There’s a joke about English majors. The way you get the attention of an English major is to hold up your hand and yell “waiter”. \
And… well, I have a new job. No more cubicle. Instead, a restaurant full of hungry people. This is a return to a familiar world.
Two-and-a-half years ago I quit working at an upscale Japanese steakhouse to move abroad. I thought I would never wait tables again, and that was fine with me. And for a while I avoided it. But, now I find myself here again, working in an upscale BBQ restaurant (the concept seems to work somehow. Apparently rich people like barbecue too, only they like a $45 bottle of Sauvignon Blanc to go with their brisket).
And yet it’s strangely comfortable-the ragged, worn-out pants you put on after wearing a suit and tie all day. Slipping obscure literary references into inane banter with customers is always exciting-especially if catches it. And it’s a bit empowering for someone to ask what the hell you’re doing waiting tables with a college degree. I makes me feel like an idealist again, which is maybe just a bit self-indulgent.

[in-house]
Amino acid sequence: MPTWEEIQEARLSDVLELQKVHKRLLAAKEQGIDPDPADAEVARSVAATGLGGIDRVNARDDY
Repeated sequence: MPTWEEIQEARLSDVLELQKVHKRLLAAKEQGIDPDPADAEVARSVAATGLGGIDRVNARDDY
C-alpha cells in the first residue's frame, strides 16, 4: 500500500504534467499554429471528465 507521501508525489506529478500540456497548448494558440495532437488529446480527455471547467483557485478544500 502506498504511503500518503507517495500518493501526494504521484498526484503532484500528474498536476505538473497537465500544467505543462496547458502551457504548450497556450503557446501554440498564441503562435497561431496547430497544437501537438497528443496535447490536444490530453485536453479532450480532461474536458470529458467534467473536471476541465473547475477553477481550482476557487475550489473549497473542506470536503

It almost feels as if everyone I work with now is more real than before, sharing some sort of adventure. You know: wait tables by day and write a groundbreaking novel at night-the characters based loosely on a cast of regular customers. But the truth is, I don’t know of anyone doing that. All they do is come in the next morning saying “I really don’t want to be here right now… I can’t believe I had that many drinks last night. I was so f***ed up”
So much for the struggling artist.
So there’s just this real tension between romantic-bohemian-starving-artist existence and I-don’t-know-what-the-hell-else-to-do-other-than-get-drunk experience. Definitely different than my last job, but enjoyable enough.
At least my mornings are free.
The Calico Rebellion